The Alberta premier has lauded its province for a leading position in the Canadian cannabis retail market.
Premier Rachel Notley told CTV Calgary on Tuesday (January 1) the Alberta Gaming and Liquor Corporation (AGLC) is “well ahead of the rest of the country” in its retail marijuana strategy.
“We have more product and more access to the product in Alberta than in other parts of the country,” the premier said.
Following the legalization of recreational cannabis in Canada on October 17, the provinces have been allowed to set up retail models to allow consumers the purchase of legal product.
Alberta kicked off a more decisive start to its legal retail cannabis market as it opened the doors to a restricted model preventing licensed producers from dominating the market, but still able to hold a stake in it.
Currently Alberta counts with 65 officially licensed retailers, a bigger amount than Quebec and BC combined. Ontario will open its doors to the retail market through a roll-up of applicants starting in April.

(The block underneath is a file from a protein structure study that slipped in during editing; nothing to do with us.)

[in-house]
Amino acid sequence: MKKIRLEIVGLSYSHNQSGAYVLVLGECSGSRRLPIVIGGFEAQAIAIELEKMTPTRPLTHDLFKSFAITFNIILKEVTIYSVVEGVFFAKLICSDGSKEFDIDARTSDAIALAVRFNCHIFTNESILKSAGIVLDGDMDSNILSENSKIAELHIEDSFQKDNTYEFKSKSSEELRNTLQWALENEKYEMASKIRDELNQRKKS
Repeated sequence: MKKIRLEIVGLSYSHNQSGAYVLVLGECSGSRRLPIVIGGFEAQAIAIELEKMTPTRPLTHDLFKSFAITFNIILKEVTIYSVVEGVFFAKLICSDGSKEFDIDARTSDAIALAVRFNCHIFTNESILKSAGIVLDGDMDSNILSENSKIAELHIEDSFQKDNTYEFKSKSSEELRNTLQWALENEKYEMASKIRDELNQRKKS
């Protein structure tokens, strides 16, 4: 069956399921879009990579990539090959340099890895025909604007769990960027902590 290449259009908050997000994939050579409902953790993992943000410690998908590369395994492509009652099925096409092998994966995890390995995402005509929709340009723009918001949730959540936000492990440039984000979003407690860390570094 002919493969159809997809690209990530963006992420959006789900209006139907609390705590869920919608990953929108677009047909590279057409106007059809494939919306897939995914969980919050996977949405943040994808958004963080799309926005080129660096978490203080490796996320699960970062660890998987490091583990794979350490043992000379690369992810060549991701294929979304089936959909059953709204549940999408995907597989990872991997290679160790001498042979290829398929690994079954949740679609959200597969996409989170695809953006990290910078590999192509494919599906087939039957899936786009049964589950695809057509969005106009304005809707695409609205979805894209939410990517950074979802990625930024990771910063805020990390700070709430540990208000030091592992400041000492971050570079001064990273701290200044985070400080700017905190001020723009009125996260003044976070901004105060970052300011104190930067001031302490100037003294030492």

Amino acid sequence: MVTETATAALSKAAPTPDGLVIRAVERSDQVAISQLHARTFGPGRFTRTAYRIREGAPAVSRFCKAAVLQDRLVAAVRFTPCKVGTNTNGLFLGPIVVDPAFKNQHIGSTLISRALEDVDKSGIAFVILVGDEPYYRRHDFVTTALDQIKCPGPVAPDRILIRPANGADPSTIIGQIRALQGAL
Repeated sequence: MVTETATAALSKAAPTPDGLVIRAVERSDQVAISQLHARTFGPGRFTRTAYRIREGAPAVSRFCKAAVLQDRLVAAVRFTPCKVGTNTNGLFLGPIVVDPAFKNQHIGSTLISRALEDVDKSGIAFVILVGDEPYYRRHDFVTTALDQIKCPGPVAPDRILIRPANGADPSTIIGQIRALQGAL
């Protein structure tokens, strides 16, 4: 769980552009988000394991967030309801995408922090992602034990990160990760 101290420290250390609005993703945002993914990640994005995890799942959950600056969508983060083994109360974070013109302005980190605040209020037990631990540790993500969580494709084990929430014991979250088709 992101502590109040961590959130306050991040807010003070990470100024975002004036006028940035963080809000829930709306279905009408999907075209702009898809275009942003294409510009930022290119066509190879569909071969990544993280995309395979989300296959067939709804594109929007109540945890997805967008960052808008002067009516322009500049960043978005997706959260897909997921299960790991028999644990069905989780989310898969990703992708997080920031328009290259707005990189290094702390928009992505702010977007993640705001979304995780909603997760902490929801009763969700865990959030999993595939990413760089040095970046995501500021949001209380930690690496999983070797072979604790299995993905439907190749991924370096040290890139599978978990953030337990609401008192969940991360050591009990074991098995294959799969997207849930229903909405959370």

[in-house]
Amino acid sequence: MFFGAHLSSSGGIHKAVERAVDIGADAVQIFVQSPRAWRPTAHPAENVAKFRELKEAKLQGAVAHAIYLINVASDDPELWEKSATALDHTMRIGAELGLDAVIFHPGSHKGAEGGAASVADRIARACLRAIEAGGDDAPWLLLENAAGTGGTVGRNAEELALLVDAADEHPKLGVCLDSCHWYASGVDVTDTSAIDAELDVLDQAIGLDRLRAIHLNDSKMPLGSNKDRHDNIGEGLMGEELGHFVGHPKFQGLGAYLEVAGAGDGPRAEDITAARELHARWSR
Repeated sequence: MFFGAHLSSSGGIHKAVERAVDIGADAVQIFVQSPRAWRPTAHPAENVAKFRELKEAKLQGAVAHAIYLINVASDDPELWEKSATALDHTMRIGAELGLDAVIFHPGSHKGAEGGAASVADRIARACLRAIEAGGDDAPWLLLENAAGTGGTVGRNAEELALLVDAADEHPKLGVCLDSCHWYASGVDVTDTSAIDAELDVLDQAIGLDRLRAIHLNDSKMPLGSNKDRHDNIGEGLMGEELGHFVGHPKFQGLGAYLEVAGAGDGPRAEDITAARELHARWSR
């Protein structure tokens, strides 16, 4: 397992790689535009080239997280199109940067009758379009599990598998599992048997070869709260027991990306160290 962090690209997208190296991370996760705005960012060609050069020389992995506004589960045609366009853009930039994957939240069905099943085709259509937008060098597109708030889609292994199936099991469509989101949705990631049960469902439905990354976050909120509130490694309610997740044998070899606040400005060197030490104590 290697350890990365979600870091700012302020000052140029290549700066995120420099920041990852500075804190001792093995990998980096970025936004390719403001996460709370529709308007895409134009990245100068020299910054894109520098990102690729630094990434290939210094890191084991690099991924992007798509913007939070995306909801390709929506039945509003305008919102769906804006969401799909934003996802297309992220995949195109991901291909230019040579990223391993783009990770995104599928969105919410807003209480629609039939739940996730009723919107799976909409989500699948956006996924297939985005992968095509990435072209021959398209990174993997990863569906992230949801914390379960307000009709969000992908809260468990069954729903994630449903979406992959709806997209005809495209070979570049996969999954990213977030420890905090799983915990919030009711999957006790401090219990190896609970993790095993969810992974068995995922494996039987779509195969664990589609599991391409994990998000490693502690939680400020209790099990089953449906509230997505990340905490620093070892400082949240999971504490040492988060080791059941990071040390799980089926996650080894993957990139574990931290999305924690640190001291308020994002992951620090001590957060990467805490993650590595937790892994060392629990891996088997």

However, Alberta has also faced issues in its roll-out of a legal cannabis market. In November the province announced it had to stop the application process for more retail licenses as it was facing a shortage of legal cannabis product.
In a letter, Alain Maisonneuve, president and CEO of the AGLC, said the province had ordered enough product to support up to 250 retail stores in the first six months of legalization but in reality had only obtained about 20 percent of its total order.
The province wouldn’t disclose which LPs had failed to deliver on its agreements with the province.
The operation of physical cannabis retail in Canada has become an emerging play in the public sector as it offers an immediate source of revenue.
As part of a retail trade update in October, Statistics Canada revealed Canadians had spent C$43 million at cannabis stores during the first two weeks of legalization.
At the time, the federal government agency indicated Alberta came in second place for sales revenues, behind Ontario, bringing in C$5.6 million.
Statistics Canada warned the “availability of cannabis across the country was affected by differences in retail structures in each province and territory.”
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Securities Disclosure: I, Bryan Mc Govern, hold no direct investment interest in any company mentioned in this article.